I was a ronin (drifter), an aimless, masterless samurai without a sword and without a lord. I needed a job that would be creative, useful and kind of mysterious, which is to say a job that only a few chosen ones could do well, myself among them.

But all that I could find during that stressful time were stupid jobs that I had to take to pay the rent. Fortunately, eventually it dawned on me that a boring and useless nine-to-five job that pays the rent is not what the universe wants me to do for the next few decades.

No, that was not my purpose in the Divine Order of the Universe. Some people don’t care about esoteric nonsense like wondering about what our purpose in life is. They just do what they think needs to be done for the money. And I don’t judge them. As Woody Allen put it, “Money is better than poverty, if only for financial reasons”. But money without understanding my purpose in the Divine Order of the Universe is not enough for me.

My real purpose was to eventually become an independent contractor, which was what I did already in the nineteen eighties, back when just about everybody was earning a living as an employee, often working interminable hours in a boring, mind-numbing job.

One of the worst jobs that I ever had, even worse than several other stupid jobs I had in several countries, was when I was working for about 8 months for the US Army in West Germany, from January until August of 1982. This was shortly after I “illegally” left Czechoslovakia and became a refugee in Germany in the summer of 1981 at a time when the Solidarity movement in Poland was testing the response of the communist government to its demands and most people, including myself, expected that Russian tanks would soon invade Poland to enforce a strict, Stalinist order in that country as they did 14 years earlier in Czechoslovakia, ending a short-lived period of liberalization there for the next 21 years.

So when a Polish friend asked me whether I would be interested in joining him and a bunch of other young Polish dudes who also left their country and were waiting for approval for immigrant visas to United States, Canada and Australia to get a civilian job with the US Army in Germany while “sitting on the luggage” as he put it in Polish, I did not hesitate and joined the group of young Polish émigrés (and one Slovak) and applied for a job whose intriguing title in English was “splicer”.

Except that I did not do much splicing, of cables or of anything else, during the 8 months that I was a civilian employee working for US Army in Germany while waiting for my visa to America to be approved. The approval process took many months, more than a year, because the organization that was my sponsor, which was called American Fund for Czechoslovak Refugees and was funded by old Czech and Slovak émigrés in United States, had to first find me a place to live and I had to go through an interview at the US consulate in Frankfurt, as well as pass a medical exam, to make sure that that people like me would not become a burden to US taxpayers.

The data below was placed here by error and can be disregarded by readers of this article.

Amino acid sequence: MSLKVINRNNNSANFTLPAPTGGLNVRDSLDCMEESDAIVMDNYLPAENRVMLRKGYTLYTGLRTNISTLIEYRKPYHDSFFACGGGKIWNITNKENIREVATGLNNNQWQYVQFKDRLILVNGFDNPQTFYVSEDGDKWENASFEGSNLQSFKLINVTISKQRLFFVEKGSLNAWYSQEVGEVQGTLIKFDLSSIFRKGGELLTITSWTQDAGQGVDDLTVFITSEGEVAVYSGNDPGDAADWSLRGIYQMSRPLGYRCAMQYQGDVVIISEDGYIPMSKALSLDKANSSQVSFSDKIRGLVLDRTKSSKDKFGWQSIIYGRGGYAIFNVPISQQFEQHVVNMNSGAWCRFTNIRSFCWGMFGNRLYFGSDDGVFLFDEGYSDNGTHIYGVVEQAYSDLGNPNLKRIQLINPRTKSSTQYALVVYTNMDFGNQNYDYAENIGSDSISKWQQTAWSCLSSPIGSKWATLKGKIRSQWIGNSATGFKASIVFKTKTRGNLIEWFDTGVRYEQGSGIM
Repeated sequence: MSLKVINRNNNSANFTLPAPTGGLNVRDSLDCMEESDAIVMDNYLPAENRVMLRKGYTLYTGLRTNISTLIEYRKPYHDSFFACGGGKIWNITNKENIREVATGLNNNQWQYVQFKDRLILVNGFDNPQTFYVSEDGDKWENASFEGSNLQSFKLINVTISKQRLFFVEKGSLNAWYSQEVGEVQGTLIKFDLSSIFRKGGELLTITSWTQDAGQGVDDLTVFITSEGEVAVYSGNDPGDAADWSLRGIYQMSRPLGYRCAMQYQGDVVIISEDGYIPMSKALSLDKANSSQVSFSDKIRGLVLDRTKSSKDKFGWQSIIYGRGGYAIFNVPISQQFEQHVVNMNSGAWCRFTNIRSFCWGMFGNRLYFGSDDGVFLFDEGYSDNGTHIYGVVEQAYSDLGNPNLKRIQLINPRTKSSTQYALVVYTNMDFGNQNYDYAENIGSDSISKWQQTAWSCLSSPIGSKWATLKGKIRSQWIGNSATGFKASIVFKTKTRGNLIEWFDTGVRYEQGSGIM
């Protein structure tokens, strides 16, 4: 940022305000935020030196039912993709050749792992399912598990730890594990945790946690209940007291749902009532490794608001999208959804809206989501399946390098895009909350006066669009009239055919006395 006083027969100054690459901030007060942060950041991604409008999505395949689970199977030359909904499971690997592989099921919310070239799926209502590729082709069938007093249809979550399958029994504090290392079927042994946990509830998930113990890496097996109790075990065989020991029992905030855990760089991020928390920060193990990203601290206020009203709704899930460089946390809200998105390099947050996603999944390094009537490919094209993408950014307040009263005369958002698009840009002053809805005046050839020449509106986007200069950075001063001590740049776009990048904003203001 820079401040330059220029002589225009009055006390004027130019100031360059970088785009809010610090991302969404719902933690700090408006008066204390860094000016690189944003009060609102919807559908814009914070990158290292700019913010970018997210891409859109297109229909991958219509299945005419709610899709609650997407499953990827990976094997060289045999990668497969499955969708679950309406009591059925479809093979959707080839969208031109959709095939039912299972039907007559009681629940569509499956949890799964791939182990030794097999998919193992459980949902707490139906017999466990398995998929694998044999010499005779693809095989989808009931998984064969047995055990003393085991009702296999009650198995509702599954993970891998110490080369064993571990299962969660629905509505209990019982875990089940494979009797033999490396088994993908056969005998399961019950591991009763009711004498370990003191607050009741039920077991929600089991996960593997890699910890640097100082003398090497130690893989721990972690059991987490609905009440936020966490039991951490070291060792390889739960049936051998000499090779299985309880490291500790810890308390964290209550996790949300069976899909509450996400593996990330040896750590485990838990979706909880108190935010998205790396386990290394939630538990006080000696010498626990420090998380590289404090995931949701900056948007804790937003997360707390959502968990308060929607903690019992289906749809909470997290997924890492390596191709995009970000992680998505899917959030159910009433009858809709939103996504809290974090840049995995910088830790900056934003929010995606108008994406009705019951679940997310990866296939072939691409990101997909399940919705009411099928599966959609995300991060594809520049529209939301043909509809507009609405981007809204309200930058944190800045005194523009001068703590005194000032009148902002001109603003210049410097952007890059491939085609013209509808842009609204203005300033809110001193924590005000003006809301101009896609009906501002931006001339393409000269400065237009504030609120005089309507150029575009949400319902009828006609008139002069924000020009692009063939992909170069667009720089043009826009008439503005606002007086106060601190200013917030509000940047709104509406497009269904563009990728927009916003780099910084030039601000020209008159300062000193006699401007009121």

The main problem for me with the job in Germany was that once we were accepted as civilian employees, we had very little to do. Most of the time, we were just sitting in a wooden shed in the motor pool of US Army barracks, waiting from 9 AM until 5 PM for instructions to travel to other US Army bases in Frankfurt, Worms, or somewhere else where they actually had a little work for us to do. And since I am not very good at manual work, most of the time I was just standing around even when I was working, holding a ladder or something like that, again waiting for 5 PM to call it a day.

I was bored out of my mind. I hated having nothing to do. This is so stupid, I thought. Why is America wasting all this money on us when they have nothing to do for us?

It was only many years later, when I was much older and maybe a tiny bit wiser that I did realize that what the army was doing with us was in fact pretty smart. Although we were not soldiers, we were issued military uniforms and we had to work in those uniforms. We slept in the military barracks and ate in the military canteen. We did not have to do that, but it was free, a part of our benefits, like free healthcare and vacation days, so most of us went for it to save money for the next destination overseas, including myself.

We were also given some training for things like how to assemble and dissassemble a gun and basic information about chemical weapons. It was very similar to what I went through only a few years ago in the Czechoslovak Army.

What I did not understand then, and what I think I understand now, is that in addition to rather inexpertly splicing a few cables now and then, our real job was to be a ready pool of manpower for the military in case of a military conflict should the Soviet Union invade Poland back in 1981 or 1982.

We all had several years of military training back in our original countries, and we all hated the communist regimes imposed on the countries in Central Europe by Soviet Union so much that we decided to leave our home country for good rather than to put up with the idiotic regime.

Had we been offered enlistment in US army in exchange for a promise of an immigrant visa, green card and citizenship after the required waiting period (1 year for the green card and 7 years for citizenship), most of us would have gone for it.

I certainly would have. I wanted to do something, anything to speed up the collapse of the totalitarian system in my country, if only by a minute or two.

And in case of a conflict, the US Army could have used people like me, young people who had the proper motivation, military training, and spoke Russian and Polish.